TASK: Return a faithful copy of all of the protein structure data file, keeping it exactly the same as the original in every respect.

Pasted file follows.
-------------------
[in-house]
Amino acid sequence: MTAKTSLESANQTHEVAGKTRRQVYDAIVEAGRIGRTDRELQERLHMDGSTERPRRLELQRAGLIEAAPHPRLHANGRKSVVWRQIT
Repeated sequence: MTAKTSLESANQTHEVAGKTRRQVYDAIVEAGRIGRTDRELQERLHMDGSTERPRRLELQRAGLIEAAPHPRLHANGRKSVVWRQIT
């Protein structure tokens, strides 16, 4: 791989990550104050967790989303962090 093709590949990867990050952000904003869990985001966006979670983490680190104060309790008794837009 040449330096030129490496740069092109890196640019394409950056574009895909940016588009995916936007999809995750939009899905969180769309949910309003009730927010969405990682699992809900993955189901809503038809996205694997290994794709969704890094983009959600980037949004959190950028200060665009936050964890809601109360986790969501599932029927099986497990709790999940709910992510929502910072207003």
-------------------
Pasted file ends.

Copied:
[in-house]
Amino acid sequence: MTAKTSLESANQTHEVAGKTRRQVYDAIVEAGRIGRTDRELQERLHMDGSTERPRRLELQRAGLIEAAPHPRLHANGRKSVVWRQIT
Repeated sequence: MTAKTSLESANQTHEVAGKTRRQVYDAIVEAGRIGRTDRELQERLHMDGSTERPRRLELQRAGLIEAAPHPRLHANGRKSVVWRQIT
């Protein structure tokens, strides 16, 4: 791989990550104050967790989303962090 093709590949990867990050952000904003869990985001966006979670983490680190104060309790008794837009 040449330096030129490496740069092109890196640019394409950056574009895909940016588009995916936007999809995750939009899905969180769309949910309003009730927010969405990682699992809900993955189901809503038809996205694997290994794709969704890094983009959600980037949004959190950028200060665009936050964890809601109360986790969501599932029927099986497990709790999940709910992510929502910072207003």